There are different types of skills that are called Fight Schools. When you are starting you pick a school and your stats are altered accordingly. For example, the school of the Dragonfly grants you a health boost, Phoenix grants you an extra starting life and Frog allows you to double jump. You cannot change this until you start a new game so choose wisely. There are eleven schools in total and only the first four are unlocked to begin with. The rest can be unlocked by progressing through the game earning points during combat or by smashing objects.
The controls are basic and work well although I did sometimes find myself accidentally activating my Fury ability when trying to jump and attack at the same time. This is slightly frustrating as there is no way to stop this once triggered. Samurai Riot is designed to be played best with a Gamepad or an Arcade Stick. You can also play this game with your keyboard but you will not get the best experience out of the game, especially when playing in co-op. I strongly advise you to dig out your gamepad for this one.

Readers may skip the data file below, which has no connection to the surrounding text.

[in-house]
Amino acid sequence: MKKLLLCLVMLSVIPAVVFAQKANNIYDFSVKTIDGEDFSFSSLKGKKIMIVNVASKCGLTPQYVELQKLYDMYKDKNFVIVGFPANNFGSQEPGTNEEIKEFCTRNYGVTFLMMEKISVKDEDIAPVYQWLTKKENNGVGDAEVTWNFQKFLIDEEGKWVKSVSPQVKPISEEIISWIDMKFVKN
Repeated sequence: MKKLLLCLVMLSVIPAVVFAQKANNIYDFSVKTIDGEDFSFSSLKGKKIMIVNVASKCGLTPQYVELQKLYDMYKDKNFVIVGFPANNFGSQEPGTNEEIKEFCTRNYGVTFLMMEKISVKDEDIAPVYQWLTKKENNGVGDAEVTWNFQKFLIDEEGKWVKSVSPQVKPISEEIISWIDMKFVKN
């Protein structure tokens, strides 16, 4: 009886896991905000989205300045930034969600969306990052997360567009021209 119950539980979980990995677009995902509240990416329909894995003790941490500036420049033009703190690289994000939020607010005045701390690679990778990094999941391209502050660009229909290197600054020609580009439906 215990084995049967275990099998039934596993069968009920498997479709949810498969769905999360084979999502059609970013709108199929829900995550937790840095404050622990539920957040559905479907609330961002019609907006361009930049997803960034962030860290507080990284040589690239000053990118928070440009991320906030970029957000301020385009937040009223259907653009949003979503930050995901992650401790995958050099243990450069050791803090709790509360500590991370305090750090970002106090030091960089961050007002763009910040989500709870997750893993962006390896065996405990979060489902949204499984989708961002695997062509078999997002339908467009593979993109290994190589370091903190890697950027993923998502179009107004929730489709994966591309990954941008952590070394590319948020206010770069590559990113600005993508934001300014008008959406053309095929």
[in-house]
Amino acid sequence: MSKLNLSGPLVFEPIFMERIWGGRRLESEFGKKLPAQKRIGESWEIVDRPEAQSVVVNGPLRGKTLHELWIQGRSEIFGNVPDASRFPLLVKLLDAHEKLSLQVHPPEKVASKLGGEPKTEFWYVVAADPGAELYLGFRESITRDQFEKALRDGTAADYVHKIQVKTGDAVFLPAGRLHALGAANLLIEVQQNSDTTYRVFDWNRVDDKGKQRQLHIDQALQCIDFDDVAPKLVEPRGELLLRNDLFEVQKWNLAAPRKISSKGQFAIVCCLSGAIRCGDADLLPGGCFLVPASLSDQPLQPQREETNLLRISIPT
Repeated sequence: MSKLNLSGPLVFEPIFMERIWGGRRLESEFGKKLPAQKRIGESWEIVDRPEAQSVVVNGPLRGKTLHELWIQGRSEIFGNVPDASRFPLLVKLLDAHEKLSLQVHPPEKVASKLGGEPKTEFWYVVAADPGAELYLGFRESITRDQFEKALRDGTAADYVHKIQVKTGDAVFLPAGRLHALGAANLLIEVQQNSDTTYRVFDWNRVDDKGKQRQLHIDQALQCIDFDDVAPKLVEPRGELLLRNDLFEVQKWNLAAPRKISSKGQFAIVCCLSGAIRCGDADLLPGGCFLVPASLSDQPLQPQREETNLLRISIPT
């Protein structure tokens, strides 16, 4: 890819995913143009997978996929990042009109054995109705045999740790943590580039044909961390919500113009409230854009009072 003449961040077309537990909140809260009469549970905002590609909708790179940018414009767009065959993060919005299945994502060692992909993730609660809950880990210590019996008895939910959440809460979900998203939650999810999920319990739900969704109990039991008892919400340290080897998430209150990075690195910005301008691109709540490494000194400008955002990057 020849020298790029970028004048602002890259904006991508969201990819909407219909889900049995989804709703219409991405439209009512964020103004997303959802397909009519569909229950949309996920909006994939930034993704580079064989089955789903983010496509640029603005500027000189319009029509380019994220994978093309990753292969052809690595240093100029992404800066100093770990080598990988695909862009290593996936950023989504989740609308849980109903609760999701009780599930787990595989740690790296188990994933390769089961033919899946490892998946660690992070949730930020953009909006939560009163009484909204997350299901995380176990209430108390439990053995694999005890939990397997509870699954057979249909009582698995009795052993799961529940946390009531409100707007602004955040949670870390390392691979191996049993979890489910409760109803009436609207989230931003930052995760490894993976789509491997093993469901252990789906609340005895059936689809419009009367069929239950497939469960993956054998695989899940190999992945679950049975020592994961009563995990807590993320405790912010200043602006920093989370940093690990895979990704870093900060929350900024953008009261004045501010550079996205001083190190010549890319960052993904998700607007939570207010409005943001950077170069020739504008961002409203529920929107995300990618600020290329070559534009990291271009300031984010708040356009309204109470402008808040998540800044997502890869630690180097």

How does it look and sound?
The 2D graphical style of Samurai Riot, although familiar is actually very unique. This is due to the graphics actually being hand painted. It has a nice look and feel to it and definitely makes this a nice looking game. As this is a 2D game, do not expect any graphics options other than resolution settings as no other settings are needed. All of the cut-scenes are 2D animations that work well. The soundtrack is unique to this game and is a great soundtrack. It fits in well with the game and helps create a great atmosphere.